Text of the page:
How do you know if you should limit sugar or give it up completely? – As much time as you might have spent eating sugar to the point of oblivion, you still know yourself. You might distract yourself from your problems by binging, but you are still aware of how much time you devote to sugar, how you seek it out, how you experience cravings and withdrawals. If you are on the fence, though, and not sure if you can have cookies or desserts or sugary alcoholic beverages from time to time, consider eliminating sugar completely for a month and then adding a little back in at a time. See if you can handle eating small amounts without immediately wanting to eat past fullness.
As you read the following example, ask yourself if you identify with me or my husband more. My husband Kevin could eat potato chips all day long. When he opens a bag, he feels compelled to continue as if he can’t stop at one handful. But, he can have one or two cookies and leave the rest. Kevin won’t sneak into the pantry when I leave the room. He won’t scarf down a piece of birthday cake when I put the baby to bed. And when I say scarf down, I mean it. One time I scooped the buttercream frosting from the perimeter of my son’s entire birthday cake and shoved it in my mouth before my husband returned to the kitchen. Um, yeah, he doesn’t do that.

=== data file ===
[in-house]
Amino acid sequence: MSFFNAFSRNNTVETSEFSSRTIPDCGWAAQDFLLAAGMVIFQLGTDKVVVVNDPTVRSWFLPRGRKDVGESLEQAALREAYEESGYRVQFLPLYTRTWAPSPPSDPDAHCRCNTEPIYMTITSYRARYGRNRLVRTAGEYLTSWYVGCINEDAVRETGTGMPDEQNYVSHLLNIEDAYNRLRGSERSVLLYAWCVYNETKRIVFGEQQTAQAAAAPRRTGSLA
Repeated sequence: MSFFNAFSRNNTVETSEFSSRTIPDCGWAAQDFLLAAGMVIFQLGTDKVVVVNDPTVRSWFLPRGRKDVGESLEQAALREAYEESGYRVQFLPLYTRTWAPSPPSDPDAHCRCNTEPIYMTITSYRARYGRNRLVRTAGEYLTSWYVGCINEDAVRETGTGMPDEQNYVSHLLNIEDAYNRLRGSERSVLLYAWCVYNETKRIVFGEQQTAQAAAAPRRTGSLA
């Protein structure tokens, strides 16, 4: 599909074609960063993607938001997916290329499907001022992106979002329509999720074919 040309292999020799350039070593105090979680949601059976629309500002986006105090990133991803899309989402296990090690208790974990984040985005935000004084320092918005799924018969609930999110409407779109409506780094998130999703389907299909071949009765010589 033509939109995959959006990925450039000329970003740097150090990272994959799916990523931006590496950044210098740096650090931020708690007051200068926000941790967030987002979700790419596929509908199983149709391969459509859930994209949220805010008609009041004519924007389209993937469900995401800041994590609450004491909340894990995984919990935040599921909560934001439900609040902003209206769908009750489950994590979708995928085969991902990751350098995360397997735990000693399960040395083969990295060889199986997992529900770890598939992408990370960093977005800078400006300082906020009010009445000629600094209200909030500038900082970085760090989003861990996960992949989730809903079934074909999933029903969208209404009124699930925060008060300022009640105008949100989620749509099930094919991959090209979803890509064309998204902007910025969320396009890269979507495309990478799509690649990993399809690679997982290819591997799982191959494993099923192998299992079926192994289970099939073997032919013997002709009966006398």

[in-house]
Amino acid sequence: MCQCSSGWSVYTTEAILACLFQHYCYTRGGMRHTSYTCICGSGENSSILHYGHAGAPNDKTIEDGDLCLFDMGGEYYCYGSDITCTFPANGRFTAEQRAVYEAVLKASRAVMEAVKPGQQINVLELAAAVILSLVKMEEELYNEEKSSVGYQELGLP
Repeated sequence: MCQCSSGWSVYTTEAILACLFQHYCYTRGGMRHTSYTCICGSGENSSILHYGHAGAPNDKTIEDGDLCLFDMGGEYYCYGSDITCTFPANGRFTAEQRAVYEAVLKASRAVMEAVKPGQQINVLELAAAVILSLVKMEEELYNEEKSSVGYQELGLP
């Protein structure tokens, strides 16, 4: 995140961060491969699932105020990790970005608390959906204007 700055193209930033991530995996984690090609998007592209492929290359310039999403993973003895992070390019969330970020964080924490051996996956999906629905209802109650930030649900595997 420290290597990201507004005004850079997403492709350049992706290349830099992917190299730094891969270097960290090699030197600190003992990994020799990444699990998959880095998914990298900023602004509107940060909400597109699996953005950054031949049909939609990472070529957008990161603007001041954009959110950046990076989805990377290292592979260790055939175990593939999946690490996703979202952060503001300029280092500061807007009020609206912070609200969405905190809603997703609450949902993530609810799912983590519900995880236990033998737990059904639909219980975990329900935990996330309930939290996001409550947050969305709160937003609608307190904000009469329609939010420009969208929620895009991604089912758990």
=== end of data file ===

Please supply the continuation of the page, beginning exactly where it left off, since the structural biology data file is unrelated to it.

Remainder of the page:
This is what I’m talking about – you know yourself. Are you likely to eat one or two sugary treats and be like “eh?” or are you drawn to eat more and more until you are sick? So, if you are debating the question, you probably already know the answer. You haven’t reached the acceptance stage yet.
If you saw yourself in my story today or have questions about giving up sugar, please, please, please read my FREE GUIDE “My top tips & secrets to giving up sugar.” You will learn how to get started and what to watch out for. Please comment below if this article resonated or email me about your struggles with sugar!